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Mon 31 May 2010 09:05 PM

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Drydocks World in talks to restructure $1.7bn loan

Company is engaged in 'useful and open discussions' with banks, CEO said.

Drydocks World in talks to restructure $1.7bn loan
DEBT RESTRUCTURING: Drydocks World has said that it is in talks with banks to restructure its $1.7bn debt, that is maturing in Nov 2011. (Getty Images)

Ship and rig builder Drydocks World, a unit of Dubai World, is in talks with banks to restructure $1.7 billion in debt maturing in November next year, its chief executive said on Monday.

Geoff Taylor told Reuters in an interview that the company was engaged in "useful and open discussions" with banks and expected to conclude talks over the next few months.

The shipbuilding arm of Dubai World has a $1.7 billion loan maturing in November 2011. Dubai Drydocks signed a $2.2 billion loan in October 2008, involving 15 lenders, according to Thomson Reuters.

Taylor said: "We are going through a process of discussions with the banks to restructure our $1.7 billion loan ... Obviously the market changes which occurred significantly slowed down our ability to meet our original schedules."

He added: "We are going through a restructuring process."

Drydocks World, although part of Dubai World, is not included in its parent company's debt restructuring proposal. Dubai World reached a deal with its core lenders to restructure $23.5 billion in debt earlier this month.

Orders for oil rig makers and shipbuilders plunged last year as tumbling oil prices forced oil and gas explorers to delay or cancel orders placed in the boom years.

Some analysts turned positive on the sector, following an increase in oil prices, and hopes of big rig building contracts from Brazilian state energy firm Petrobras.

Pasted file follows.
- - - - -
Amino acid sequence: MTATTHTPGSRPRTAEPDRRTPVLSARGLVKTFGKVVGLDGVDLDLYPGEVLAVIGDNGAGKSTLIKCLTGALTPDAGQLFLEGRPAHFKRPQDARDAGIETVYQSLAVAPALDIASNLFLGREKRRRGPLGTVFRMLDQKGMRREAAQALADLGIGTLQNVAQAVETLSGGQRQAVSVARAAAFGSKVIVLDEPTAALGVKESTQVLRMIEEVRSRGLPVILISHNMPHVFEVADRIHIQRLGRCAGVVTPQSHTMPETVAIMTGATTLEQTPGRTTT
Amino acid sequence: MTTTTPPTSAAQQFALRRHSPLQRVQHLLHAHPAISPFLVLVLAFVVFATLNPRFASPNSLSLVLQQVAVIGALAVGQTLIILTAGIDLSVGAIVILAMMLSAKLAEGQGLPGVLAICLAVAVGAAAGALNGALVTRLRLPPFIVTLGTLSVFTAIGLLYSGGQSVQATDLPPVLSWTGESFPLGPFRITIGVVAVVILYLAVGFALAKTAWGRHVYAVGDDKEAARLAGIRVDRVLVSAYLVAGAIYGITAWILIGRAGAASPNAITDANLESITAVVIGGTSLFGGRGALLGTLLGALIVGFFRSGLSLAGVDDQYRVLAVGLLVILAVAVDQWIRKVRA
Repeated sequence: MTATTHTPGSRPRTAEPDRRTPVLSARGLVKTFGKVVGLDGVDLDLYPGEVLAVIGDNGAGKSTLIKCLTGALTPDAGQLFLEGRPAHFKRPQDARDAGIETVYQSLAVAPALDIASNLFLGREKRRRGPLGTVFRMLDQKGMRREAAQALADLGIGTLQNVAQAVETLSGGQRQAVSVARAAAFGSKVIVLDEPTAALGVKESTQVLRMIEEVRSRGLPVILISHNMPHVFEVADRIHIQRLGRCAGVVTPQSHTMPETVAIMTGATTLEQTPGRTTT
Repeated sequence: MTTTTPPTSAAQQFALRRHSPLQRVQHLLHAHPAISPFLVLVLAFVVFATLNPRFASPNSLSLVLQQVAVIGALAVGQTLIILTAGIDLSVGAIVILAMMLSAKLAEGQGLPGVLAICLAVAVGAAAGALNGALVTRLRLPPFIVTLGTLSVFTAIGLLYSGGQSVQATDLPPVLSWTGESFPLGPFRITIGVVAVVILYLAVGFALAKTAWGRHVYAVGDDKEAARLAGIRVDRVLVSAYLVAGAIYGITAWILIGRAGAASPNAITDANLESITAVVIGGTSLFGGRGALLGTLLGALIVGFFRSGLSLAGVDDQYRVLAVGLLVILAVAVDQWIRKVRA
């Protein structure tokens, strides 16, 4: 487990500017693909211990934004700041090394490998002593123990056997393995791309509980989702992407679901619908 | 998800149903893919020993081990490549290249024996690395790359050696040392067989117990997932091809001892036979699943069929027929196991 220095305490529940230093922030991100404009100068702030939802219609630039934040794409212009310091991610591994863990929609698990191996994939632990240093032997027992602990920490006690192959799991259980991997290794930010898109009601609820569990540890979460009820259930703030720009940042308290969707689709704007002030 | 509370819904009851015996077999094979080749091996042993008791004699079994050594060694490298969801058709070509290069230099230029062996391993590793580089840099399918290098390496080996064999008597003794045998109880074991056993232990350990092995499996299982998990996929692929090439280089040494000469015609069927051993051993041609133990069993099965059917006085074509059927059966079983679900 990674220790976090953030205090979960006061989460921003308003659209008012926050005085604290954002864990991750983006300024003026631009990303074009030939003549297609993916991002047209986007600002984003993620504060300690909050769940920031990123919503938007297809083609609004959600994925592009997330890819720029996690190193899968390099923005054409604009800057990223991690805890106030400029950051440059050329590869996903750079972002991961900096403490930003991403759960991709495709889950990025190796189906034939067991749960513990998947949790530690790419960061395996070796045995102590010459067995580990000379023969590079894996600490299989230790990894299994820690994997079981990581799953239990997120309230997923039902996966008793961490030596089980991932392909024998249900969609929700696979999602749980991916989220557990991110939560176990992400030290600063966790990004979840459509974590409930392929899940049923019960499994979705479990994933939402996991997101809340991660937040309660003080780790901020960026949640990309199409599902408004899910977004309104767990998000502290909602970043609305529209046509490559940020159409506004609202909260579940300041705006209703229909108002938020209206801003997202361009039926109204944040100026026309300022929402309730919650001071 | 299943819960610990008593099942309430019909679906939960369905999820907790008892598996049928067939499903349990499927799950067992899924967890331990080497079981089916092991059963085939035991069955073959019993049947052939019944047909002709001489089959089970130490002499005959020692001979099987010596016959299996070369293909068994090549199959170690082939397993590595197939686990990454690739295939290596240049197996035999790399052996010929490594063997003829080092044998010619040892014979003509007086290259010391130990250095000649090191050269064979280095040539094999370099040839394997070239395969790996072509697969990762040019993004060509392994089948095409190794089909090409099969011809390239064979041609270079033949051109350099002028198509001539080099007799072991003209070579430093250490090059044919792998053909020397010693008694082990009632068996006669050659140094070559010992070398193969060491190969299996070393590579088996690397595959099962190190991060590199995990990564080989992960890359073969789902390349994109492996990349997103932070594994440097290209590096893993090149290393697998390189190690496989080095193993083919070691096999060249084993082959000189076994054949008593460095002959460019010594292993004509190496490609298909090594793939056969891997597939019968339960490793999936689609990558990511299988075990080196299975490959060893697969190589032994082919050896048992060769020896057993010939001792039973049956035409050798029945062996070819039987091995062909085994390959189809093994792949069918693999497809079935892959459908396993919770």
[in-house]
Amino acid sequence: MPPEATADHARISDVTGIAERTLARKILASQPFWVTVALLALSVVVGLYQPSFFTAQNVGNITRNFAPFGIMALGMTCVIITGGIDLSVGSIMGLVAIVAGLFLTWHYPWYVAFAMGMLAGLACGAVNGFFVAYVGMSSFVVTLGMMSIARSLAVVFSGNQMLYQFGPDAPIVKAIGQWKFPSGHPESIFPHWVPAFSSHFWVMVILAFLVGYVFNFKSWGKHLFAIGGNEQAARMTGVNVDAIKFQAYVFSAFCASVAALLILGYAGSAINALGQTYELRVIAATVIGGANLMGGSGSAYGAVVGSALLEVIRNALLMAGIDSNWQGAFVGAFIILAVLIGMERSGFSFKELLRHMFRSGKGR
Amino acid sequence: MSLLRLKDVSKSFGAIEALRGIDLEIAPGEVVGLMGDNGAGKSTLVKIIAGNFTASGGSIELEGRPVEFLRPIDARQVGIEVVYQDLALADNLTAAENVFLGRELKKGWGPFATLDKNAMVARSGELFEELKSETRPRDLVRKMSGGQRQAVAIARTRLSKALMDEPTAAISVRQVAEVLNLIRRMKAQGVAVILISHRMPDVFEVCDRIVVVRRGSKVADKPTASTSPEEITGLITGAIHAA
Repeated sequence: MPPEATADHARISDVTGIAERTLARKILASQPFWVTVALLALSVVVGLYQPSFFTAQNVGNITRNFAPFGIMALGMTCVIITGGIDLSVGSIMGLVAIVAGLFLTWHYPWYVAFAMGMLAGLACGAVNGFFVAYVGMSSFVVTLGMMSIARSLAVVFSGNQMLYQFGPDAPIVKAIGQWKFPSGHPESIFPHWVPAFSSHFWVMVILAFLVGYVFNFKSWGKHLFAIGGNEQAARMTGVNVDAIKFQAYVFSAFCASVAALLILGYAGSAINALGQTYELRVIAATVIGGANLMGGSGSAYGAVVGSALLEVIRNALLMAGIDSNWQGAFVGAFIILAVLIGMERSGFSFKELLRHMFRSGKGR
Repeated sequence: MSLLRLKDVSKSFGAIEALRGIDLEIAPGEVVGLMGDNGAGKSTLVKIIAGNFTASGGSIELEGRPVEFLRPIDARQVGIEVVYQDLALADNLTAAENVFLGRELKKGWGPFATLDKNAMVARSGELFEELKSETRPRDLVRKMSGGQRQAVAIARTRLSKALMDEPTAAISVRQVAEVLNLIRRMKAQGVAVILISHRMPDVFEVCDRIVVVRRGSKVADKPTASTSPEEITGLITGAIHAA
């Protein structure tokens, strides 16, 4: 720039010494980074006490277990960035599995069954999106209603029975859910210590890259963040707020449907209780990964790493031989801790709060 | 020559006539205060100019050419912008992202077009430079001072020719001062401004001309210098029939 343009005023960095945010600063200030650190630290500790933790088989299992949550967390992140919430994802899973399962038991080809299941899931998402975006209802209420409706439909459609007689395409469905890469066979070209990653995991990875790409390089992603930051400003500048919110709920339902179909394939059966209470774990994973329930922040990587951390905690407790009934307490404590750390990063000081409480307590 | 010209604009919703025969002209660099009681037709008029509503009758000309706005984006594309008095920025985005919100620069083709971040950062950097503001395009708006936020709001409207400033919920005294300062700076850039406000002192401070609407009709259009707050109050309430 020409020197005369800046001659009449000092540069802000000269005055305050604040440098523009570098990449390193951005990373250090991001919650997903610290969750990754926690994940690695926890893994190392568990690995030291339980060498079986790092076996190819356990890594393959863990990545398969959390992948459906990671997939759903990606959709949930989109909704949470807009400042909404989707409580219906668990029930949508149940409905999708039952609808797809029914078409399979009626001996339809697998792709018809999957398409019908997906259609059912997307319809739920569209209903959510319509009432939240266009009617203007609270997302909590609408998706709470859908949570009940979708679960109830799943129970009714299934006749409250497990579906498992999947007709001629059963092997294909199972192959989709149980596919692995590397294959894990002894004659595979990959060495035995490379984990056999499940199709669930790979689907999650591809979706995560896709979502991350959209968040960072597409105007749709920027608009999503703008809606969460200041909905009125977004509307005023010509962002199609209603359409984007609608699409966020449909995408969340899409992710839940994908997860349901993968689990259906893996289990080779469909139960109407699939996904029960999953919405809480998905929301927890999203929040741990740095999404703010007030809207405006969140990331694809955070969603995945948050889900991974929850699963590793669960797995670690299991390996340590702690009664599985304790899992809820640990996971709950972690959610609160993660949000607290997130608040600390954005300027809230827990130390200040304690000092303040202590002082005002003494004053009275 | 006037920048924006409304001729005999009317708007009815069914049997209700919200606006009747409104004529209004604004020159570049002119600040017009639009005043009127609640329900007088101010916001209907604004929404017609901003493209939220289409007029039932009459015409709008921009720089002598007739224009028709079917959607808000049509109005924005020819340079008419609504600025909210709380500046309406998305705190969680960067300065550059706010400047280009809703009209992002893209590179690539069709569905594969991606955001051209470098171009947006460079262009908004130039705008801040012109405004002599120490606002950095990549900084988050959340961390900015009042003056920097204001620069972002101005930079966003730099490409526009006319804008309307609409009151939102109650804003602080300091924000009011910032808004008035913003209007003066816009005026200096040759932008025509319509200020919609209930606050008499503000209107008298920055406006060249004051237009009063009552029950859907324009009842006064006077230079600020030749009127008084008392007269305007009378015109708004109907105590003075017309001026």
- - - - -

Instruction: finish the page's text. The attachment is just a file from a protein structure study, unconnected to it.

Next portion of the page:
But an overhang of ships after heavy orders placed before the financial crisis, and uncertainty about economic recovery is limiting capital expenditure in the shipping and energy sectors.

Taylor said 2010 was expected to be a relatively tough year.

While the firm and its competitors survived 2009 on the back of orders won in 2008, the forward ordering that carried the order books through is beginning to wear thin, he said, but he did see signs of a pick up in the industry.

The company, which has its major ship and rig building facilities in Southeast Asia, did not receive any orders for 17 months until December last year, said Taylor.

He said: "Between December and now we picked up in the region of $400 million worth of work," adding the market was improving, particularly in offshore, but hasn't been helped by the oil spill in the Gulf of Mexico.

He said: "We've yet to see what consequences that is going to have."

Drydocks World has one yard in Singapore and three in the nearby Indonesian island of Batam and has 14 offshore supply vessels under construction. It competes in the region with the world's top rigbuilders Keppel and Sembcorp Marine.

The company is targeting total revenues of $2 billion this year, with Southeast Asia and the Middle East to generate around $850 million each, he said. It is also looking to increase its 5,600 workforce in Batam by at least 1,000 workers this year.

Taylor said: "The total revenue will be a bit shy of $2 billion, but optimistically could reach this number," adding the projected figure is 20 percent down from last year.

Drydocks is also looking to strengthen its presence in Brazil, eyeing contract wins in the promising market, where it does not have a direct foothold.

Taylor said: "We are very severely reviewing having a representation in Brazil."

He said: "We don't feel that Brazil has enough capacity and capability internally to satisfy the needs."

He added: "There will be an overspill amount of work, and we'd like to have some people there to direct some of that overspill in our direction."

This step would be taken by the third quarter, he said.

Brazilian state oil company Petrobras said on May 14 that it would increase oil output by around 22 percent in 2010 as it begins ramping up production in the vast deep water subsalt fields that have drawn global attention. (Reuters)

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